every day by david levithan

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Every day a different body. Every day a different life.

There’s never any warning about where it will be or who it will be. A has made peace with that, even established guidelines by which to live: Never get too attached. Avoid being noticed. Do not interfere.

It’s all fine until the morning that A wakes up in the body of Justin and meets Justin’s girlfriend, Rhiannon. From that moment, the rules by which A has been living no longer apply. Because finally A has found someone he wants to be with—day in, day out, day after day.

 

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No mourners. No funerals. Among them, it passed for ‘good luck.’

Criminal prodigy Kaz Brekker has been offered wealth beyond his wildest dreams. But to claim it, he’ll have to pull off a seemingly impossible heist. Kaz needs a crew desperate enough to take on this suicide mission and dangerous enough to get the job done – and he knows exactly who: six of the deadliest outcasts the city has to offer. Together, they just might be unstoppable – if they don’t kill each other first.

(Two book duology – both in our collection.)

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Page to Screen 4

Did you know these kids books had movies? Or that the movies were based on books?

Mrs. Frisby and the Rats of Nimh by Robert O’Brien

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Mrs. Frisby, a widowed mouse with four small children, must move her family to their summer quarters immediately, or face almost certain death. But her youngest son, Timothy, lies ill with pneumonia and must not be moved. Fortunately, she encounters the rats of NIMH, an extraordinary breed of highly intelligent creatures, who come up with a brilliant solution to her dilemma.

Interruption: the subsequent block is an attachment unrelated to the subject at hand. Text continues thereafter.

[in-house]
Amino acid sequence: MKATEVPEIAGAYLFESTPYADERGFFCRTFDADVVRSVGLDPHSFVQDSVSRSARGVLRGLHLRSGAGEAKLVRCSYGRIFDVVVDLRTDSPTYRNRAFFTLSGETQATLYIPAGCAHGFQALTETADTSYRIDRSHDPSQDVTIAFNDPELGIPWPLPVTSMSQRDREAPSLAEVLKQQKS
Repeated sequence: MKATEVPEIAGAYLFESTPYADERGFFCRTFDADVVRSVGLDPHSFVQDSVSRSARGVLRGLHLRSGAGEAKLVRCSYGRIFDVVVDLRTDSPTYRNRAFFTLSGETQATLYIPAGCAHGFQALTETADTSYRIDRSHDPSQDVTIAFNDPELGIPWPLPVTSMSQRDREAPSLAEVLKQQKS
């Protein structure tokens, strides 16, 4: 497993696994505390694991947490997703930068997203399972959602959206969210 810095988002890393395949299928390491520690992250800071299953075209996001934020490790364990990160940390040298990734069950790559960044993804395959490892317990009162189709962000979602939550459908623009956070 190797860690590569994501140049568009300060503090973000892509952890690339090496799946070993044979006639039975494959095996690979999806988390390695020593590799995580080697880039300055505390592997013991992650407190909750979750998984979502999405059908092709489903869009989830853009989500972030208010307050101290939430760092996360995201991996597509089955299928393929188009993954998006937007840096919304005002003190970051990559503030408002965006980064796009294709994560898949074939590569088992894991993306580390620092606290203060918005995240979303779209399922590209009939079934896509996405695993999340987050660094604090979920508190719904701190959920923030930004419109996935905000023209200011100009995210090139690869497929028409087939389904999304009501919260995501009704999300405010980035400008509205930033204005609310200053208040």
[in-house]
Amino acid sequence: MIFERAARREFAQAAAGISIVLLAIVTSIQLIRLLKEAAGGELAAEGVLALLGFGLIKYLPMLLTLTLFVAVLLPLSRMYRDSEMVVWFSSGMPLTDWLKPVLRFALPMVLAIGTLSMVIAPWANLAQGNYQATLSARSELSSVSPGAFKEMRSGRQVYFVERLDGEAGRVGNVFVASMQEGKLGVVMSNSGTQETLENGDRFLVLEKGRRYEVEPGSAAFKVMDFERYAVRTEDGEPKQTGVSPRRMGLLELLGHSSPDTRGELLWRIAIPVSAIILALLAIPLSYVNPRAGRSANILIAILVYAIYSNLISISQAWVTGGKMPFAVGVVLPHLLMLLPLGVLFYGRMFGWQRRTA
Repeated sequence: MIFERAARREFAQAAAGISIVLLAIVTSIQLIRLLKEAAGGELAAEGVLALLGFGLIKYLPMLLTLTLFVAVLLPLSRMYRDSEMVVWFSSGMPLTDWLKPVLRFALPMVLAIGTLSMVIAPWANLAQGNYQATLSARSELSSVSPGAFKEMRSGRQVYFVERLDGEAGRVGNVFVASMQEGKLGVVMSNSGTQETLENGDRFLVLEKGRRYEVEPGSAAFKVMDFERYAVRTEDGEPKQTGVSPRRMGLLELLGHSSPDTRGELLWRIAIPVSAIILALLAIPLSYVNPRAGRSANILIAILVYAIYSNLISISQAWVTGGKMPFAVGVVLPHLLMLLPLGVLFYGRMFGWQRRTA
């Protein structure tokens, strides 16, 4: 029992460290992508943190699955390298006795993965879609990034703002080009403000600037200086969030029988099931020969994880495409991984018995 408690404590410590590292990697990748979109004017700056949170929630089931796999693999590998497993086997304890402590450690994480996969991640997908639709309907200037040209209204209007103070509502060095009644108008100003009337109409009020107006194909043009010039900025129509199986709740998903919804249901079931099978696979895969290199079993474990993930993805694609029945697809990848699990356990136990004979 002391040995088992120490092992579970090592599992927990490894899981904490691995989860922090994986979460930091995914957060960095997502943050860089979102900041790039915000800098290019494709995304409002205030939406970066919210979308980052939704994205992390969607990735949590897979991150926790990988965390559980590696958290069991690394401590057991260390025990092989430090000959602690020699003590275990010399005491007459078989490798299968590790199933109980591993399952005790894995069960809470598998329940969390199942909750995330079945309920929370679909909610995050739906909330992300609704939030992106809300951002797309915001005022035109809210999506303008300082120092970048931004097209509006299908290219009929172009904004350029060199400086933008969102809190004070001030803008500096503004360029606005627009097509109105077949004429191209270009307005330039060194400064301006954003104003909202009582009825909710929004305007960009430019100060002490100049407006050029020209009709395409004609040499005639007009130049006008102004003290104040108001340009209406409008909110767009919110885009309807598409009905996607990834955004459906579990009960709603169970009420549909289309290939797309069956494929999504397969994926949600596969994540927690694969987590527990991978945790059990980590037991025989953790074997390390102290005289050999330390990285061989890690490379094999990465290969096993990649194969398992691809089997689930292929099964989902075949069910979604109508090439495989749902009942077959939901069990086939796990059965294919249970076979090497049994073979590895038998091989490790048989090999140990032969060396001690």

The Tale of Despereaux by Kate DiCamillo

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A brave mouse, a covetous rat, a wishful serving girl embark on a journey that will lead them down into a horrible dungeon, up into a glittering castle, and, ultimately, into each other’s lives.

Jumanji by Chris Van Allsburg

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The game under the tree looked like a hundred others Peters and Judy had at home. But they were bored and restless and, looking for something interesting to do, thought they’d give Jumanji a try. Little did they know when they unfolded its ordinary-looking playing board that they were about to be plunged into the most exciting and bizzare adventure of their lives.